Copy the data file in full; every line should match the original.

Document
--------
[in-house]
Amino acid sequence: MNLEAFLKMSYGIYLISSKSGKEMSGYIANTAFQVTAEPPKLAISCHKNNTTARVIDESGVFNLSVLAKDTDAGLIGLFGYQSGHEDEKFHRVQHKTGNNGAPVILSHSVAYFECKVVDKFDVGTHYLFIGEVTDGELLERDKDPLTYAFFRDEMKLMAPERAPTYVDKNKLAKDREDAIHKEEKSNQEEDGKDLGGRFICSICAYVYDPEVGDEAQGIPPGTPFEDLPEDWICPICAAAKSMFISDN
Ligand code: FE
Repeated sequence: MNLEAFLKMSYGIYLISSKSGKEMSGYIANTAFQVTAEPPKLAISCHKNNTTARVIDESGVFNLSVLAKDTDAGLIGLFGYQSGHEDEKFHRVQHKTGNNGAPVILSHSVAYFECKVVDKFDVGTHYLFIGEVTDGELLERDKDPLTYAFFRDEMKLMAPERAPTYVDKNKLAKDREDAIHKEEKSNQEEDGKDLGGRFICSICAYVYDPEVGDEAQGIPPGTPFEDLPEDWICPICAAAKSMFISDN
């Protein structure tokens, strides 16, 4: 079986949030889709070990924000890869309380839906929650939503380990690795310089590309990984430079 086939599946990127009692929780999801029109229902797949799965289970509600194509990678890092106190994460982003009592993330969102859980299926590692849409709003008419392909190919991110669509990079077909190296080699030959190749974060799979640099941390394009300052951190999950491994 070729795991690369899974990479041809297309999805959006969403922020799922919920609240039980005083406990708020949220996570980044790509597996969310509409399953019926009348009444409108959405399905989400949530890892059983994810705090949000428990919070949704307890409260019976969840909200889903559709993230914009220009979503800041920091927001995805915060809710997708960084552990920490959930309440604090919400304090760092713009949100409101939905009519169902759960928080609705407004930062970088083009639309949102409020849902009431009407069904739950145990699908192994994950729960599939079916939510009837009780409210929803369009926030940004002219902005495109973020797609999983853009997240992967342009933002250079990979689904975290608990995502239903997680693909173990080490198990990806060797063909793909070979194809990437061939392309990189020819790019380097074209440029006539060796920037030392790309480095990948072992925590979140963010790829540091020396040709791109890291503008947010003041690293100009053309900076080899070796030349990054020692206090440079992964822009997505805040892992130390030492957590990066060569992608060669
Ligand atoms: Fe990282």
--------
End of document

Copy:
[in-house]
Amino acid sequence: MNLEAFLKMSYGIYLISSKSGKEMSGYIANTAFQVTAEPPKLAISCHKNNTTARVIDESGVFNLSVLAKDTDAGLIGLFGYQSGHEDEKFHRVQHKTGNNGAPVILSHSVAYFECKVVDKFDVGTHYLFIGEVTDGELLERDKDPLTYAFFRDEMKLMAPERAPTYVDKNKLAKDREDAIHKEEKSNQEEDGKDLGGRFICSICAYVYDPEVGDEAQGIPPGTPFEDLPEDWICPICAAAKSMFISDN
Ligand code: FE
Repeated sequence: MNLEAFLKMSYGIYLISSKSGKEMSGYIANTAFQVTAEPPKLAISCHKNNTTARVIDESGVFNLSVLAKDTDAGLIGLFGYQSGHEDEKFHRVQHKTGNNGAPVILSHSVAYFECKVVDKFDVGTHYLFIGEVTDGELLERDKDPLTYAFFRDEMKLMAPERAPTYVDKNKLAKDREDAIHKEEKSNQEEDGKDLGGRFICSICAYVYDPEVGDEAQGIPPGTPFEDLPEDWICPICAAAKSMFISDN
């Protein structure tokens, strides 16, 4: 079986949030889709070990924000890869309380839906929650939503380990690795310089590309990984430079 086939599946990127009692929780999801029109229902797949799965289970509600194509990678890092106190994460982003009592993330969102859980299926590692849409709003008419392909190919991110669509990079077909190296080699030959190749974060799979640099941390394009300052951190999950491994 070729795991690369899974990479041809297309999805959006969403922020799922919920609240039980005083406990708020949220996570980044790509597996969310509409399953019926009348009444409108959405399905989400949530890892059983994810705090949000428990919070949704307890409260019976969840909200889903559709993230914009220009979503800041920091927001995805915060809710997708960084552990920490959930309440604090919400304090760092713009949100409101939905009519169902759960928080609705407004930062970088083009639309949102409020849902009431009407069904739950145990699908192994994950729960599939079916939510009837009780409210929803369009926030940004002219902005495109973020797609999983853009997240992967342009933002250079990979689904975290608990995502239903997680693909173990080490198990990806060797063909793909070979194809990437061939392309990189020819790019380097074209440029006539060796920037030392790309480095990948072992925590979140963010790829540091020396040709791109890291503008947010003041690293100009053309900076080899070796030349990054020692206090440079992964822009997505805040892992130390030492957590990066060569992608060669
Ligand atoms: Fe990282």